April 15, 2019
Think of sound waves like a series of ripples in a pond. If you drop a single pebble into a flat surface of water, it produces a series of waves, radiating outward in a circle. Drop two pebbles in two different locations, and the ripples will both try to radiate in a circle, but when one wave crashes against another, it distorts that wave, causing it to change shape, speed, and direction. This same phenomenon occurs in audio, and is appropriately known as “wave interference”. Wave interference, although a larger issue for speakers than for headphones, is still a major obstacle in high-performance headphone audio.
Audeze has developed a patented technology to combat this interference, which we call the “Fazor™”. Think of Fazors like guides for sound, maneuvering the sound waves out of the drivers in an even and smooth way without interfering with each other. Each Fazor element is placed just outside the magnets that drive the diaphragm, allowing the sound waves out in a more even and parallel direction, reducing interference and diffraction, or scattering of sound waves.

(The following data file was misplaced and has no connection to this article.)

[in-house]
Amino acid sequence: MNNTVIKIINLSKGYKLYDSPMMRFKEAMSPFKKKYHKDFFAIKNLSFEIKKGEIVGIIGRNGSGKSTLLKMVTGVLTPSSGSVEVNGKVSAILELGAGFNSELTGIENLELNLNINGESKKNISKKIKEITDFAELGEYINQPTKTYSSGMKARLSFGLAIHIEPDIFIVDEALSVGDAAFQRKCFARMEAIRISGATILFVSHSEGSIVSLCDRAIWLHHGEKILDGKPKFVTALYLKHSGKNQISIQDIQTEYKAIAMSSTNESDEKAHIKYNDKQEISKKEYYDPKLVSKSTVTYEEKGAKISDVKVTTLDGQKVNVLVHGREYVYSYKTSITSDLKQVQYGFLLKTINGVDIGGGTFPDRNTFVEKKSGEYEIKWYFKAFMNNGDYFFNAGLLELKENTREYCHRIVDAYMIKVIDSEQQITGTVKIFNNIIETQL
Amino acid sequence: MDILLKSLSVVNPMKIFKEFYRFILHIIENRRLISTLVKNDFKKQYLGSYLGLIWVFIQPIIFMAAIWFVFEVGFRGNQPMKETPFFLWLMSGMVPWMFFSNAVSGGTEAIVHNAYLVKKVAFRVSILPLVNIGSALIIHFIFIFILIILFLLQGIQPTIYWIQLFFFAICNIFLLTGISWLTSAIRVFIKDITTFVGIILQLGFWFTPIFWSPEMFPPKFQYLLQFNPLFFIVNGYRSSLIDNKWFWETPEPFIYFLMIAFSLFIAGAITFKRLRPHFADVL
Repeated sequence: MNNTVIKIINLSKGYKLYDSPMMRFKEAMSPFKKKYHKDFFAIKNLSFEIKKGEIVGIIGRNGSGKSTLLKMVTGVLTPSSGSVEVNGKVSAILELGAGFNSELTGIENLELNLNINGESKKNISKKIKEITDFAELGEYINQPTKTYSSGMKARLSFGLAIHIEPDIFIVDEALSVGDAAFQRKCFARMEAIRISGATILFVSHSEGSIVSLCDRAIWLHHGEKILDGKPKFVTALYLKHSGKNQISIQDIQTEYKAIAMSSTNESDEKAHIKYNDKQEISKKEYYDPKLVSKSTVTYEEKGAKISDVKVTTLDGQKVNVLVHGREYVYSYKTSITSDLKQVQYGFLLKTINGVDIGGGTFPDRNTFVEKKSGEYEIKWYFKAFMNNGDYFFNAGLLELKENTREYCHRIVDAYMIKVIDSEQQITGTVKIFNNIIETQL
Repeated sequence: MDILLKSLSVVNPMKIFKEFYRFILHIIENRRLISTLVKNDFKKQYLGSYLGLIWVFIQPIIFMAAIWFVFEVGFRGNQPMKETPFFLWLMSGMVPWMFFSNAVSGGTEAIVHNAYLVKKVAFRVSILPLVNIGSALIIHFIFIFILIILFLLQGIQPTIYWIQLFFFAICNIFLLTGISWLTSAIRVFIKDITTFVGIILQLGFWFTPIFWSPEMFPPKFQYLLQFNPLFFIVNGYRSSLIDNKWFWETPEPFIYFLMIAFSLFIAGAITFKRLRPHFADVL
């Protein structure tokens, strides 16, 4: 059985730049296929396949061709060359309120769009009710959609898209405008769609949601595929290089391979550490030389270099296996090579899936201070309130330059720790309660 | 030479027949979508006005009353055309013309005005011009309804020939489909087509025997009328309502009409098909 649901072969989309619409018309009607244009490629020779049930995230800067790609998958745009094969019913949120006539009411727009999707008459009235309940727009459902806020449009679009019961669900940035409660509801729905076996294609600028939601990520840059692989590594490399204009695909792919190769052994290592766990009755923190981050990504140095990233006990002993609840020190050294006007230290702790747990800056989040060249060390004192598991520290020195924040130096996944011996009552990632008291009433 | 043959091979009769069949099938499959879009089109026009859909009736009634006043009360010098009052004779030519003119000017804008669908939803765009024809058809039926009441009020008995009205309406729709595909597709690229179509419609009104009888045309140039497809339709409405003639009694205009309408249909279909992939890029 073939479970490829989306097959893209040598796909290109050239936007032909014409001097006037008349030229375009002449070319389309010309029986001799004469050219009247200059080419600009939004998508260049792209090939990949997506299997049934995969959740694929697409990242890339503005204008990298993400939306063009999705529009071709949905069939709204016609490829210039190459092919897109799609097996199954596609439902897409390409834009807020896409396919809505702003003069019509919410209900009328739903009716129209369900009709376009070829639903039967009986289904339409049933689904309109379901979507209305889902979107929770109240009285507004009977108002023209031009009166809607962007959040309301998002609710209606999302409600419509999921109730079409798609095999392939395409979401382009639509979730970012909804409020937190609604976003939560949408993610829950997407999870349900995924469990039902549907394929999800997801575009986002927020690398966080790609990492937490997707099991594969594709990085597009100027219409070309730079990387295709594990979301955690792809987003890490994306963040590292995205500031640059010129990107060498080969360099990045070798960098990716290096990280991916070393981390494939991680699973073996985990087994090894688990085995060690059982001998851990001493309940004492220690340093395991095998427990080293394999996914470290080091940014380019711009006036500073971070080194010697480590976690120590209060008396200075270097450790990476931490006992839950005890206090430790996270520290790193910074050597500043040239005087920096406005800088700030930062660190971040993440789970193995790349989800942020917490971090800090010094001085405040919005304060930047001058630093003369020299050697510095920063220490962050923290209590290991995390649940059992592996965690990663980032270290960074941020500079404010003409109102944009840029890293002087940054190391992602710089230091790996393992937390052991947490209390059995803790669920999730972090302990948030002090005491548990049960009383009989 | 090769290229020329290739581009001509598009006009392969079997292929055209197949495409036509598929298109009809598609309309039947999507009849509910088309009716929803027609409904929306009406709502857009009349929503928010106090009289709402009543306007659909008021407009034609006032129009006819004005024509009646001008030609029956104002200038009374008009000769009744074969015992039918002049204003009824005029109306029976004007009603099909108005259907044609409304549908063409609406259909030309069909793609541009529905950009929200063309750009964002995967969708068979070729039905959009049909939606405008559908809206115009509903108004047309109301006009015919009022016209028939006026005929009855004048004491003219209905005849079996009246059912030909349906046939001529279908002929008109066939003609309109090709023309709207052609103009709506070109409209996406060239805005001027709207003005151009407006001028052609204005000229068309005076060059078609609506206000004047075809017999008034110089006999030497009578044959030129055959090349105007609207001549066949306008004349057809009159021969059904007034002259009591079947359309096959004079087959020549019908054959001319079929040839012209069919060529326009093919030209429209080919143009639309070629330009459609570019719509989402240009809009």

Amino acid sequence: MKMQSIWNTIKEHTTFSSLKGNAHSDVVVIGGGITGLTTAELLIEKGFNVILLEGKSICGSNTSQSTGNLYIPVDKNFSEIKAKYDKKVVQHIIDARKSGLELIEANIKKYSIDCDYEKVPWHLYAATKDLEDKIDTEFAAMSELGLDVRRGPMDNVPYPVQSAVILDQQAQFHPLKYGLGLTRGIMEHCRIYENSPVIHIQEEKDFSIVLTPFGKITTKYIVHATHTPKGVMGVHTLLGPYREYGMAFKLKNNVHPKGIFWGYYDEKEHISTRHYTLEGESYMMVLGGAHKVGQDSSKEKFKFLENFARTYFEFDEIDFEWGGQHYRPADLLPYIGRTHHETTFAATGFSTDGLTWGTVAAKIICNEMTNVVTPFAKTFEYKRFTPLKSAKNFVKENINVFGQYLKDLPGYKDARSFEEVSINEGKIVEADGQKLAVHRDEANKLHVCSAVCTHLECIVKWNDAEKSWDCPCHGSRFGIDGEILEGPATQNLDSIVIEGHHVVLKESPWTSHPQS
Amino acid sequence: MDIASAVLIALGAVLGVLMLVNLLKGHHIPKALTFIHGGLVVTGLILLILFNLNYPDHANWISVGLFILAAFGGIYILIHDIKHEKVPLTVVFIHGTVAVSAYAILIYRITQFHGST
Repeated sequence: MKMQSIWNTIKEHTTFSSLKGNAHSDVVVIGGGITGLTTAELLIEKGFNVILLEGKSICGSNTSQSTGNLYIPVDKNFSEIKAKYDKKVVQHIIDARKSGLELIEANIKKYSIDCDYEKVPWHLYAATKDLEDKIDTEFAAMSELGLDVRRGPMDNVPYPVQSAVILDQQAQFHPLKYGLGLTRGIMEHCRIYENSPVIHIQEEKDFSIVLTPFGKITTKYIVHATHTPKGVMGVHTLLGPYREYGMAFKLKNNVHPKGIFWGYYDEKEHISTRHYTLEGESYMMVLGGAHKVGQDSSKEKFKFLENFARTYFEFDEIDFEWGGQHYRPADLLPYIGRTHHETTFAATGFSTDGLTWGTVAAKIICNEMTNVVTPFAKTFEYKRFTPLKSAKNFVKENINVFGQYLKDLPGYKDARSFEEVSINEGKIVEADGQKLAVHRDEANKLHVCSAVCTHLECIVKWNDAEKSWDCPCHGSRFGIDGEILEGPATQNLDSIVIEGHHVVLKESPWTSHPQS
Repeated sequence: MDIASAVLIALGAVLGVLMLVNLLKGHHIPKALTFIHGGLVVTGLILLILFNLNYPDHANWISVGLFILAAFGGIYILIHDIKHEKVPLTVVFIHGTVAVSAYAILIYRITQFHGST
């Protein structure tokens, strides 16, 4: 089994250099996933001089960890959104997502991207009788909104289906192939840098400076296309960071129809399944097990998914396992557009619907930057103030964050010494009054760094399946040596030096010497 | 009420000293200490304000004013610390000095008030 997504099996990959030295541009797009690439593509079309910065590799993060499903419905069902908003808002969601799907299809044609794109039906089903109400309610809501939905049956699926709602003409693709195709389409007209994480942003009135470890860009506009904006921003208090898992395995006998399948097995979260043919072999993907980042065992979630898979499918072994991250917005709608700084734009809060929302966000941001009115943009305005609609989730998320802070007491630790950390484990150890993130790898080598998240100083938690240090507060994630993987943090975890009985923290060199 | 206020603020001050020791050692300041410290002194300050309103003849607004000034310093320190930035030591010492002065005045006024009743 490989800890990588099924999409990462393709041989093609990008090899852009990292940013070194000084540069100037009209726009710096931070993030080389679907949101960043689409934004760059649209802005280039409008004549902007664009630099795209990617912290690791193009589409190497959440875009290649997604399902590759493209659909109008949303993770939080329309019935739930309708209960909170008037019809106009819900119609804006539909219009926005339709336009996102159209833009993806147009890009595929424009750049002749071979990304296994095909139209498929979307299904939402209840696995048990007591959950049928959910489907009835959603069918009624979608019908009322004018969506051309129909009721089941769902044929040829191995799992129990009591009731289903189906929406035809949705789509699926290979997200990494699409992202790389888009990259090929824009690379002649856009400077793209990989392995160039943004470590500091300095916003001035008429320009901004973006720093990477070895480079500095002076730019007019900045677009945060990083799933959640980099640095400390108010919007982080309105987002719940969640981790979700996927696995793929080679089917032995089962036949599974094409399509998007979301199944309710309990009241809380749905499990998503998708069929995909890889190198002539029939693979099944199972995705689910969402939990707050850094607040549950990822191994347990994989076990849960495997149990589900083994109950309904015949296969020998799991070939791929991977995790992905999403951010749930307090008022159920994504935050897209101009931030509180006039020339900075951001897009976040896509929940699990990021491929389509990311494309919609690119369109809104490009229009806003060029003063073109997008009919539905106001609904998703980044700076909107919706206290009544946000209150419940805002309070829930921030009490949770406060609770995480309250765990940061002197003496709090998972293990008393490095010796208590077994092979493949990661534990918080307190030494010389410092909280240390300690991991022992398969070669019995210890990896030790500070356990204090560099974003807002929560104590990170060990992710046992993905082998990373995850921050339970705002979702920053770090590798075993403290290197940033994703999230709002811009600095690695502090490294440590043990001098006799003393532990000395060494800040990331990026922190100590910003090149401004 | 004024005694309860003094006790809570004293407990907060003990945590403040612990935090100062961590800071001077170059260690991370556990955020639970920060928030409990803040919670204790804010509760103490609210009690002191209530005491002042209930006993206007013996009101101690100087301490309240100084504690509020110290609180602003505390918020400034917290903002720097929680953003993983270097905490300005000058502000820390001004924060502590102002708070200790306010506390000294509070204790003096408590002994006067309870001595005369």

Why bother making the soundwaves smoother? By reducing the resistance to the natural flow of sound waves, Audeze’s Fazor arrays accomplish multiple goals while adding minimal weight and greater performance.
They not only align sound waves for improved midrange clarity, they also allow greater efficiency, and help keep our Fluxor magnets acoustically transparent. This is because they help sound waves pass through the magnet structures unhindered, causing less degradation and interference by the mass of the magnets themselves.
Diffraction of sound off the magnets can cause different frequencies to arrive at different times, which results in changes in phase (essentially the timing of the sound waves relative to each other). With Fazors, sound waves generated by our large planar magnetic diaphragms pass through magnetic structures without disturbance, preserving timing details in the recorded signal. This ultimately results in cleaner sound, greater resolution, and better imaging, as well as allowing the diaphragm to settle faster and with less “ringing.”